I'm curious also about the apparent lack of an outside air kit (OAK) for the woodstove. True, a small woodstove draws perhaps just 40-50 cfm of air, that's still more than the natural leakage of a house that tight. While the draft through the chimney pipe will keep the stove drawing properly, the flow likely will put the HRV into imbalance to make up the difference, and that imbalance results in lower efficiency of the HRV.. I'd be interested in hearing why no OAK was used.

  3. Dick Russell | | #3

    Calculating BTU/sqft/HDD
    I ran some numbers for the house, to see perhaps how Doug ran his. For area I used 3150 (1950+1200) sqft. For heating degree days I used 9818 ( For heat load, I used the table numbers (3777 kwh) plus the 1.5 cords of Aspen at 14.7 million BTU/cord 70% efficiency ( So my math goes:
    (3777 * 3412 + 1.5 * 14.7E6 * 0.7)/(3150 * 9818) = 0.92 BTU/sqft/HDD, The woodstove is providing 54% of the total. Using the first year's electric heat use (3276 kwh), the total heat load comes to 0.86 BTU/sqft/HDD, with the woodstove providing 58% of the total (numbers assume same HDD and wood use).

  4. User avater GBA Editor
    Martin Holladay | | #4

    Response to Dick Russell
    Thanks for doing the math -- very useful calculations.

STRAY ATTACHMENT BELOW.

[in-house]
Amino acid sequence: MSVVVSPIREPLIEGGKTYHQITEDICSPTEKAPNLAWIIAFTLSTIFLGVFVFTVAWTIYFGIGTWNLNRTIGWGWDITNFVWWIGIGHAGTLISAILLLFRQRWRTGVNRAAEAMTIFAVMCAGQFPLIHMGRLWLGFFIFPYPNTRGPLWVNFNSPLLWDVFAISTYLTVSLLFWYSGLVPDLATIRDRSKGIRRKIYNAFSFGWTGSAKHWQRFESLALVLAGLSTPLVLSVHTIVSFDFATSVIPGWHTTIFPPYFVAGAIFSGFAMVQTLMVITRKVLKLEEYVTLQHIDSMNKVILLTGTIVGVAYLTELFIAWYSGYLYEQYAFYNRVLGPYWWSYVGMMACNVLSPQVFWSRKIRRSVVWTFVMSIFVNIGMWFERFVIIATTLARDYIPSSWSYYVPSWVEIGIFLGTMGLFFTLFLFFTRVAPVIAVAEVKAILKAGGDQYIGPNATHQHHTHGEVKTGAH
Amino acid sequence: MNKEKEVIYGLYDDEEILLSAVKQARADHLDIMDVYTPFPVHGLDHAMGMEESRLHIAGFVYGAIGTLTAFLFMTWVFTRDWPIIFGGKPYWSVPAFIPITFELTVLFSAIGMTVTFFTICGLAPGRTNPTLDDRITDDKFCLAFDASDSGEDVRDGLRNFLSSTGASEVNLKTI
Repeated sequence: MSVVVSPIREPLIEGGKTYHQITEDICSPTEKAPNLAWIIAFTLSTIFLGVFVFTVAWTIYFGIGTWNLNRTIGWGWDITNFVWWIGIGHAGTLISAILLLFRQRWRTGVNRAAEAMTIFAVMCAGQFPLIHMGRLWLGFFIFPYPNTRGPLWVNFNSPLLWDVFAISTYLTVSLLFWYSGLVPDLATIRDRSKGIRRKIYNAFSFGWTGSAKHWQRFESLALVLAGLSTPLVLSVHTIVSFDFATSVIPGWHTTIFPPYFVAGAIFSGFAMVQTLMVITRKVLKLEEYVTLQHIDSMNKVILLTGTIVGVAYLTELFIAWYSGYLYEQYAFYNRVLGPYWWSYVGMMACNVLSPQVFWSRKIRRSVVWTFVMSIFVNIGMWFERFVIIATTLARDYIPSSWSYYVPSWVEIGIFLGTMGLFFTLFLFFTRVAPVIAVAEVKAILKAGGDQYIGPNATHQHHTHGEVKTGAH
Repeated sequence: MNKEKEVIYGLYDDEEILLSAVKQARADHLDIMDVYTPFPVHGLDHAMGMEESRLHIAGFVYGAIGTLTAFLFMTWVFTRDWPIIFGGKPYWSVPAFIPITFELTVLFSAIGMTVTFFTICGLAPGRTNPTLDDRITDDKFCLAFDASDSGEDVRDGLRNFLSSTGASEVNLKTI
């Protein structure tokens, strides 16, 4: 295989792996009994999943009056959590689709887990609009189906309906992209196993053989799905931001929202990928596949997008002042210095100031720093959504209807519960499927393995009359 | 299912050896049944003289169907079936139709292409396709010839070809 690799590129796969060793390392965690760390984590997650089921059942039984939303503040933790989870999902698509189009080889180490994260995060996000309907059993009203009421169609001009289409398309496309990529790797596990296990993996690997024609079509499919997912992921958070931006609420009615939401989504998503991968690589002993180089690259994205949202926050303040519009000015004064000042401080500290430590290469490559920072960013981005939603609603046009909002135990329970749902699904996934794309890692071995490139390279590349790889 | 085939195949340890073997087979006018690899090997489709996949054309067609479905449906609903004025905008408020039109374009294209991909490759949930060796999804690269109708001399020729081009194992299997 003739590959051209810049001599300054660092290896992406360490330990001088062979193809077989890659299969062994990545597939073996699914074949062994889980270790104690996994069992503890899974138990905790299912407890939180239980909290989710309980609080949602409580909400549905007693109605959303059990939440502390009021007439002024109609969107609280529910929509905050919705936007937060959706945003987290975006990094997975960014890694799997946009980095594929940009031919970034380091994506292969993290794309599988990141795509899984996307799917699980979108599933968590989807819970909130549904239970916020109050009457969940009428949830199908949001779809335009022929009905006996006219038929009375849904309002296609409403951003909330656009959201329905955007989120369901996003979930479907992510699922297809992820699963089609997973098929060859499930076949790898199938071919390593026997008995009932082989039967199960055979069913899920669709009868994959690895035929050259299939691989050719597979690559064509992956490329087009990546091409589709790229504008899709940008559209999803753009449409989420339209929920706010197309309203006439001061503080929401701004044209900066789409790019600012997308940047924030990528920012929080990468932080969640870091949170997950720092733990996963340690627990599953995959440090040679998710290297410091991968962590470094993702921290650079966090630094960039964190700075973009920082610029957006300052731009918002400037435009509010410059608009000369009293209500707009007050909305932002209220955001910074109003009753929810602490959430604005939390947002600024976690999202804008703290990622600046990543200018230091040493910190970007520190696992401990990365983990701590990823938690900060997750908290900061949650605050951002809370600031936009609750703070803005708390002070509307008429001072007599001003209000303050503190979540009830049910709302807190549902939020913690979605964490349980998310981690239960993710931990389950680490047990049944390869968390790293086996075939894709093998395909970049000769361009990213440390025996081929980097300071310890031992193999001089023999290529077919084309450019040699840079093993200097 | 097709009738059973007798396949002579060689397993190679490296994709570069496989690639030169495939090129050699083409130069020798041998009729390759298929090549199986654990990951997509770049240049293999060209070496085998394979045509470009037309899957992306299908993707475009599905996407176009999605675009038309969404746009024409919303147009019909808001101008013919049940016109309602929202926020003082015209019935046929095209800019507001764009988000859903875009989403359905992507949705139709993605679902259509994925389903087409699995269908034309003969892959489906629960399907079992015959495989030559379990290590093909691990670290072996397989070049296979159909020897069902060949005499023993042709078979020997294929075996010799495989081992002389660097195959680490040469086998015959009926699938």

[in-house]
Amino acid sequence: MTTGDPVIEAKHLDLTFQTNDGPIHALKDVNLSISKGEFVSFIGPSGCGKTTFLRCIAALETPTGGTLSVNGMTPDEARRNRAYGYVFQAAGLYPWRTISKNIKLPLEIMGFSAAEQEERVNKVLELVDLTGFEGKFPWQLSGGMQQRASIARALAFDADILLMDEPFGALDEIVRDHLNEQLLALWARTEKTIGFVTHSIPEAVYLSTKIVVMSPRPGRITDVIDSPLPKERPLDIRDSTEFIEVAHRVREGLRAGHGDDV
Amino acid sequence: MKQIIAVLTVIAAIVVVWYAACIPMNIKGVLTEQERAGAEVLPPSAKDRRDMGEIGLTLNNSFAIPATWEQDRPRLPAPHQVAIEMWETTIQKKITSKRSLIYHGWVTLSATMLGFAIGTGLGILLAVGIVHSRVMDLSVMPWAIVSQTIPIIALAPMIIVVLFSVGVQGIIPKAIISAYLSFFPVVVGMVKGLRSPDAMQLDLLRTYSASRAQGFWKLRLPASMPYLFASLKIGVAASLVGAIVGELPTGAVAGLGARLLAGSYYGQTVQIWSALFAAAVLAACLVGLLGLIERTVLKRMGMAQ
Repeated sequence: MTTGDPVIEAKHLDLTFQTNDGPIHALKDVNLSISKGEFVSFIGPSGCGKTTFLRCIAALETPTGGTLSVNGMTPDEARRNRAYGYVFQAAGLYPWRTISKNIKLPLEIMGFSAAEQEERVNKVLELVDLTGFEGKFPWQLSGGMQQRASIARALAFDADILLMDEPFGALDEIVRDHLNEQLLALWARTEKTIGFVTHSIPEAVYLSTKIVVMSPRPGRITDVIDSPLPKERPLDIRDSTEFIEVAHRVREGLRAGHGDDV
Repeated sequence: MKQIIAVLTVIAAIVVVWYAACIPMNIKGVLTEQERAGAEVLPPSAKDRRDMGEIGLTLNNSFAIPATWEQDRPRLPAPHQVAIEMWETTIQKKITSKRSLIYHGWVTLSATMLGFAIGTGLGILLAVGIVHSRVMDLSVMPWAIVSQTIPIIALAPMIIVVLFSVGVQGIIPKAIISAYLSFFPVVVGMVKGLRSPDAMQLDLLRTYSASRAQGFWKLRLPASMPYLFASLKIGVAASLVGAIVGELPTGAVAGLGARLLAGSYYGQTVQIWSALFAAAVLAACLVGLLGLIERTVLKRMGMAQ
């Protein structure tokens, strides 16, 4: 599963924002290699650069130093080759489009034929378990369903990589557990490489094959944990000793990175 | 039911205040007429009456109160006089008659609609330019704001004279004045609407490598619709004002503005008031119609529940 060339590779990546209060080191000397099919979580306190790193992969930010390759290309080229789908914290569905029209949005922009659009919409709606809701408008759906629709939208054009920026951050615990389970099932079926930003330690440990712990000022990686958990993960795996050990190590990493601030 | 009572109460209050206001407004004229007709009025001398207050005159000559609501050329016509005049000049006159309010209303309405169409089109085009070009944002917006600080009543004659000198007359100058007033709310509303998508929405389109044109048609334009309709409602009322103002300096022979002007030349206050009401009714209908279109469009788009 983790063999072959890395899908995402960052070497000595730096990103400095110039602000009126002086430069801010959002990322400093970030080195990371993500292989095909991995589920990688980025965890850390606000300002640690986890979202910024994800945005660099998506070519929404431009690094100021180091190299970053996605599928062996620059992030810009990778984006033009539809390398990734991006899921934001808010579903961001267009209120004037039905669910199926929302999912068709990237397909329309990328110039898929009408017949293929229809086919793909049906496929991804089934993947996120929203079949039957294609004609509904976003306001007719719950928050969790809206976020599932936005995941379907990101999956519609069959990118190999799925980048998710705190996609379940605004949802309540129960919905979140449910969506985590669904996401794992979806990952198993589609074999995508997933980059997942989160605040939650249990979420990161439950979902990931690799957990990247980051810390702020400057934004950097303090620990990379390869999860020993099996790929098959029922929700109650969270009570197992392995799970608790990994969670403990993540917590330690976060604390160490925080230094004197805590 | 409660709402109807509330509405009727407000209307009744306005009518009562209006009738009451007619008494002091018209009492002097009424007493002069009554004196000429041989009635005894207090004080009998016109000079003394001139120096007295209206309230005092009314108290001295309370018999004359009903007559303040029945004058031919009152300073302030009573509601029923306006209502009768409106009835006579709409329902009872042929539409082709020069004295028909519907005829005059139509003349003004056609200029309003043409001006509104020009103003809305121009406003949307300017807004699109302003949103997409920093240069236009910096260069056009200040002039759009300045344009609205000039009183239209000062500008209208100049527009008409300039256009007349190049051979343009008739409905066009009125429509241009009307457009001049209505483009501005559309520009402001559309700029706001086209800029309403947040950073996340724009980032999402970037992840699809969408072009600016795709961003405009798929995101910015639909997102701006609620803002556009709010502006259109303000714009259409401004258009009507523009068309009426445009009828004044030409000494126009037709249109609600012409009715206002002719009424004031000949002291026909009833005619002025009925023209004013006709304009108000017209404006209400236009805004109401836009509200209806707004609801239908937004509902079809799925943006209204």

5. User avater
    James Morgan | | #5

    Nice job, people.
    ‘Better building, less technology’ - now there's a concept. Can't believe how small and simple that boiler is.

  6. Doug McEvers | | #6


    You read the information better than I did, I used 1/2 cord per year instead of 1 1/2. Hdd for Duluth, MN is 9,742 but that is 1970 to 2000 average, probably 300 or so less these days. A more accurate calculation would take the actual hdd for the period monitored, I guessed 8,500 average for the 2 years. My recalculation puts this house around 1 Btu/sf'/hdd using 70% wood burning efficiency. Aspen is a poor firewood and unless it is properly seasoned the Btu per cord could be a fair bit less than 14.7 million.

  7. Doug McEvers | | #7

    hdd for Duluth
    Acoording to the Weather Underground the hdd for Duluth, MN for the period 5-3-09 to 5-4-10 is 8,715 and for 5-4-10 to 5-3-11 is 9,381. Average for the 2 monitored years is 9,048 hdd, average energy used for heating is 27,467,418 using Dick's wood heat calcs. My third and final attempt, .9737 Btu/sf/hdd.

    This is a very efficient house, the .40 ACH50 is impressive. Would like to know about the mechanical ventilation rate and the HRV efficiency for further analysis. We sometimes overventilate very airtight homes and heating the ventilation air becomes a major portion of the heating load. Knowing Rachel and Mike, they did not scrimp on ventilation and I am all for being safe.

  8. Dick Russell | | #8

    Will the real HDD please stand up.
    After posting, I googled for sources of HDD information. One site showed HDD for me (central NH) at over 14,000, high by a factor of almost 2! Even for Esko MN I saw a lot of variation. What's the "gold standard" for HDD data?

  9. Doug McEvers | | #9

    Cloquet vs Duluth hdd